As evidenced by the latter production, not every film involving the young in this festival is your classic coming-of-age, coming-out story, but there’s some sort of basic impulse at work: to escape, to survive, to get on to the next and better phase of life or, in some cases, die trying. For Sadie (Melia Renee), the shy protagonist of E. E. Cassidy’s We Are the Mods, which does somewhat fit the above-described bill, it’s not so much out of the closet as into the darkroom and onto the Lambretta. Lured by a potent admixture of ’60s rock’n‘roll, mod aesthetics, and the unnerving charms of a classmate named Nico (Mary Elise Hayden) who spells "trouble" with a moderately sized "T," Sadie submits to a remodel and comes out the other side with a nice scooter, better threads, and some essential life experience.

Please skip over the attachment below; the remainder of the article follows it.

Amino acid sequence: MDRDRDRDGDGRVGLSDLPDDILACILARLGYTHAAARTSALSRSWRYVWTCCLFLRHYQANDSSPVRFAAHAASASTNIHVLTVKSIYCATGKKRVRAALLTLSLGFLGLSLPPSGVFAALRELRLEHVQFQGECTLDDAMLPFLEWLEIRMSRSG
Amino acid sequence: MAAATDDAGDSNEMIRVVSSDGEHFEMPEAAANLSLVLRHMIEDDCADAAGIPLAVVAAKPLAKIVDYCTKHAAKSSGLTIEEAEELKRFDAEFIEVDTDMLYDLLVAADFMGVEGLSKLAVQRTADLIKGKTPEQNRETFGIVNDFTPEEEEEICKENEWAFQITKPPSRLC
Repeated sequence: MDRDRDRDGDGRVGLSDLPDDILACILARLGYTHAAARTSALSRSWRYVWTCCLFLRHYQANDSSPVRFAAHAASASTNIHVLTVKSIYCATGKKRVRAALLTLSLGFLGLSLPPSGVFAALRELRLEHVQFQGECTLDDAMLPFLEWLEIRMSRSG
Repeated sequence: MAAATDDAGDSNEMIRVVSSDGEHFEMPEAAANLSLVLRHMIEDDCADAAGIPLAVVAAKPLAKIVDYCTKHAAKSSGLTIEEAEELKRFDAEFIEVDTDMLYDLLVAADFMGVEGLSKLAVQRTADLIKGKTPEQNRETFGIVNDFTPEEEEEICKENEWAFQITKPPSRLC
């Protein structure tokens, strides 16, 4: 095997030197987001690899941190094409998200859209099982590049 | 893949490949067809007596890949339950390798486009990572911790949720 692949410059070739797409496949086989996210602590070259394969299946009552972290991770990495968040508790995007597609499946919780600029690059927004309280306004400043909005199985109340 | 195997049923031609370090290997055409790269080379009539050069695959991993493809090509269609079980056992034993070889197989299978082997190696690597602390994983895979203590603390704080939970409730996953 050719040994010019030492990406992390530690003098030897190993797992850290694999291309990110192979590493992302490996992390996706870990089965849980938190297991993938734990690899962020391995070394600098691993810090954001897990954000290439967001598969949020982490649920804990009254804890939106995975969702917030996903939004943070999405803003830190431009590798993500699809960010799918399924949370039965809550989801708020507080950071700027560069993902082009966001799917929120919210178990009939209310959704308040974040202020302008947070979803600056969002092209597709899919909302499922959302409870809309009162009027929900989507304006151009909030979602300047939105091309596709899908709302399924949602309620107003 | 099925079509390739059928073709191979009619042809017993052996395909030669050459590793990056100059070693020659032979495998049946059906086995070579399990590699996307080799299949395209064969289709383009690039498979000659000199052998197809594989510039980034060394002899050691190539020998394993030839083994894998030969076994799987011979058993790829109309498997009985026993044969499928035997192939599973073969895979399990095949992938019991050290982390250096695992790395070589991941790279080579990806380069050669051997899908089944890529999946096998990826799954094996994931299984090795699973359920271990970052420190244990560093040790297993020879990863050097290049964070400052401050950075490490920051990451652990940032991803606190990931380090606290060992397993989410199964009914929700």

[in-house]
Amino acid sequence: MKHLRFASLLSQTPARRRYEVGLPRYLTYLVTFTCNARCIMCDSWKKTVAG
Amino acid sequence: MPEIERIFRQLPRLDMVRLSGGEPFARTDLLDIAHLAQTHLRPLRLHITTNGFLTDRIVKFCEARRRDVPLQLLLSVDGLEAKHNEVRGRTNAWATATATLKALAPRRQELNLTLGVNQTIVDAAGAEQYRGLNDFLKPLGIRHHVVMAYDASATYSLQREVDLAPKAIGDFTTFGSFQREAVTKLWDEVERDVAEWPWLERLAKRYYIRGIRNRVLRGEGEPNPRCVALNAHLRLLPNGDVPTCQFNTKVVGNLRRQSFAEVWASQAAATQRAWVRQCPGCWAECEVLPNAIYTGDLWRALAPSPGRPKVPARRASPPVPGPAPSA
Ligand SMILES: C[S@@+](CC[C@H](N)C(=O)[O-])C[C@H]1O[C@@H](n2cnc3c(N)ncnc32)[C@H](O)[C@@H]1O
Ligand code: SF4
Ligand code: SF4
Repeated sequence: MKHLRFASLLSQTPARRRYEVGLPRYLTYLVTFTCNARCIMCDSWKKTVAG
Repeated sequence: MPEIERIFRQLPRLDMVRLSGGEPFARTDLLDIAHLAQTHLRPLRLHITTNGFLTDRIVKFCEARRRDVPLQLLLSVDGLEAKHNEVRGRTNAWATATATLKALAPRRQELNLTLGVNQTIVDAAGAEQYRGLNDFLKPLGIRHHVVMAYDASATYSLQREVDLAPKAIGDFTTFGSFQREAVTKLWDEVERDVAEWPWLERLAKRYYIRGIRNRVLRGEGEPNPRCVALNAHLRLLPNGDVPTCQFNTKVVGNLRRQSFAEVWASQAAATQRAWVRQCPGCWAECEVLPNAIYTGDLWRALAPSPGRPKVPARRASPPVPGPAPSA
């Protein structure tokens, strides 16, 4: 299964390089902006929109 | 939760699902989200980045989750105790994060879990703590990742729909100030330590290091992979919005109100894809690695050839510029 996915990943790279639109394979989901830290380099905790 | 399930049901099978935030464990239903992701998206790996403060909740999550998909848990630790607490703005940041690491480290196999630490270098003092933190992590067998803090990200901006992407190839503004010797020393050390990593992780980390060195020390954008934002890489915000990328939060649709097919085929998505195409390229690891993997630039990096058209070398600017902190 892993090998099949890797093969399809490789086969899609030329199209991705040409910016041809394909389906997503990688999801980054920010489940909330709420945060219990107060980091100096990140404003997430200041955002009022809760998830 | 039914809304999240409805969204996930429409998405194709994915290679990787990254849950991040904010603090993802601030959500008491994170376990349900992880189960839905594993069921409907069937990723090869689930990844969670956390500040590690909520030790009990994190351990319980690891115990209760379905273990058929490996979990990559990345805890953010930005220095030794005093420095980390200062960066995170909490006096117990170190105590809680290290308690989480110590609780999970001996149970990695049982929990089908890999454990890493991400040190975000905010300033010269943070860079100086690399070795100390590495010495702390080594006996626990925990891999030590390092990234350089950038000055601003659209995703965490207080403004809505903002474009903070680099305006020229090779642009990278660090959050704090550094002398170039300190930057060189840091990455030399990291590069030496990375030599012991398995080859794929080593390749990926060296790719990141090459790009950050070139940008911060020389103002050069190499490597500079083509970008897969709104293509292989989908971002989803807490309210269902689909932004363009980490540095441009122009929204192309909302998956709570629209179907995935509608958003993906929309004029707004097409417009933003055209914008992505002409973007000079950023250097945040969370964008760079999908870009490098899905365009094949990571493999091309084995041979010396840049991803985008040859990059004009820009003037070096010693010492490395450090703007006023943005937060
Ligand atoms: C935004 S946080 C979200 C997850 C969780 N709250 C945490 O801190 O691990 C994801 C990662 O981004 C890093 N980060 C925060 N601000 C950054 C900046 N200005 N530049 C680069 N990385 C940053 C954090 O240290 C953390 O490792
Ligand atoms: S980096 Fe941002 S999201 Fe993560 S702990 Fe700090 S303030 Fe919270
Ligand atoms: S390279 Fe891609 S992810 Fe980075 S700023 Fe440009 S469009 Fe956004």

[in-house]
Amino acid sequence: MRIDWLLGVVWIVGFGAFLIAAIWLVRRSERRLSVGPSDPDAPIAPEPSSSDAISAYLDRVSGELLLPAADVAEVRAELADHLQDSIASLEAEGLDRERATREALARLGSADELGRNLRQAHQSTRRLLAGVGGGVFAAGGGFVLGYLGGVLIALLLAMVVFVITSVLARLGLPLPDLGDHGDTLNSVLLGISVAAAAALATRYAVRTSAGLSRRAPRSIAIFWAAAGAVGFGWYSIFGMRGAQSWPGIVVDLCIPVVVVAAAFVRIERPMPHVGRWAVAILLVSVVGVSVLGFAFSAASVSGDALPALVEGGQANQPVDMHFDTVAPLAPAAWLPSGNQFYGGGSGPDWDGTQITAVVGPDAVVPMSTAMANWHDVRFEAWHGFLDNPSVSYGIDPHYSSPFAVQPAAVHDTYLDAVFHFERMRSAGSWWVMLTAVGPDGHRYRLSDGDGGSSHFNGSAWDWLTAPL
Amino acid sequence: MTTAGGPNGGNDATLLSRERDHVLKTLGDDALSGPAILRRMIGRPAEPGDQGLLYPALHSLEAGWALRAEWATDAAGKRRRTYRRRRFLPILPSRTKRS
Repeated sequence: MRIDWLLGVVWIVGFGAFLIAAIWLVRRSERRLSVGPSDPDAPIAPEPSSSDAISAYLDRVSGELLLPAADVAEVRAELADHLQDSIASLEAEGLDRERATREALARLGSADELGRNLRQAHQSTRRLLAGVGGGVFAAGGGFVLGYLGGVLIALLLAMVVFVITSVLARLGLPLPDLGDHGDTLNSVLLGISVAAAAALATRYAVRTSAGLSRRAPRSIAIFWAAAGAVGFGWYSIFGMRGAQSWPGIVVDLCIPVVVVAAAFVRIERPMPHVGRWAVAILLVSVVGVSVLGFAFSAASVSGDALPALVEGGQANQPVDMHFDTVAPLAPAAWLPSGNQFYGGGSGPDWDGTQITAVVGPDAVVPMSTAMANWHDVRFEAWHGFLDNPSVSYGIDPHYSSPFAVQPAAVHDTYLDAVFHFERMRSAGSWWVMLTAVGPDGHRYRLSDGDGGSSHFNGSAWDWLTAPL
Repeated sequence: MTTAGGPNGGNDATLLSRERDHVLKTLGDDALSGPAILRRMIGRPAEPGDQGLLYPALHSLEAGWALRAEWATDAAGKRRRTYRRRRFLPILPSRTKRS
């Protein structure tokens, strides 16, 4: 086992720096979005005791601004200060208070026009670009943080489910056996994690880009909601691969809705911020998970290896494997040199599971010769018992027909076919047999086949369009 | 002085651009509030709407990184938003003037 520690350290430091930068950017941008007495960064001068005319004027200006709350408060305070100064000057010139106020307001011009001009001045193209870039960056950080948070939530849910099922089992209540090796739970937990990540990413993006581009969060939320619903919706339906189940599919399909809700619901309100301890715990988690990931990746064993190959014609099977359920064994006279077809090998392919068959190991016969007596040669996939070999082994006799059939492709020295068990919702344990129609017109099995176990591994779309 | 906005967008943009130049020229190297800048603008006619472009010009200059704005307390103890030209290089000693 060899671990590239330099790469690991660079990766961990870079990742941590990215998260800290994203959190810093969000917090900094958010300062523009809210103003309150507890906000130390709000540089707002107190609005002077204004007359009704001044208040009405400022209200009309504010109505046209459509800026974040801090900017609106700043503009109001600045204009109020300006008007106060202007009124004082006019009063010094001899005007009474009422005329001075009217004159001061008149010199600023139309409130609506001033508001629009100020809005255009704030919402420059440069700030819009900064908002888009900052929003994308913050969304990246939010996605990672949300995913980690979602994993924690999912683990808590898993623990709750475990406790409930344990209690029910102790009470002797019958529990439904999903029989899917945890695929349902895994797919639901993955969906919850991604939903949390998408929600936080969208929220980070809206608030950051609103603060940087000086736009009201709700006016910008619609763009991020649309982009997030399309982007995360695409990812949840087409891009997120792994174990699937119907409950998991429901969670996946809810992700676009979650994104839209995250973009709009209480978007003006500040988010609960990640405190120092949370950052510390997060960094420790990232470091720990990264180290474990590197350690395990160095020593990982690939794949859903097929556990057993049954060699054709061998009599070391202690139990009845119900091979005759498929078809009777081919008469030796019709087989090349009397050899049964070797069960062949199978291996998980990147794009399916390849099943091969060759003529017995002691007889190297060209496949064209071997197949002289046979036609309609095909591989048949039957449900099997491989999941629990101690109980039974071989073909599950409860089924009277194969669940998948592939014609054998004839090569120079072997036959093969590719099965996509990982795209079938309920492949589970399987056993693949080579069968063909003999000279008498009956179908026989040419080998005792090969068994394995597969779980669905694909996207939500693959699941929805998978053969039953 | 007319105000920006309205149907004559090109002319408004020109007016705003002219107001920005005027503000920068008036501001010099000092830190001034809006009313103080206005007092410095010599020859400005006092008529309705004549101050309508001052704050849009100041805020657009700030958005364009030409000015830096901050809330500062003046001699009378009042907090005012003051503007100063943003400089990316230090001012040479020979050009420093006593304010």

That last is also on the agenda for two sides of the it’s-complicated triangle (or possibly rectangle) in Adam Salky’s Dare. Goaded by actor-playing-an-actor Alan Cumming, ambitious Alexa (Emmy Rossum)—bound for more of a Forever 21-style makeover—seeks life experience through deflowering, as does her BFF Ben (Ashley Springer), both, as it happens, at the hands of surly, simmering BMOC Johnny (Friday Night Lights’ Zach Gilford), who begins to seem like the one most in need of a flight plan. With its shifting focus and complicated picture of its characters’ sexual energies and motivations, particularly Johnny’s, Dare is only tangentially concerned with coming out. But as in a lot of teen-angst tales, and particularly queer ones, the prize dangled for surviving the toxic, deoxygenated aquarium of high school is the promise of getting out, via college, or the big city, or the wider world, into a larger body of water with more fish in it.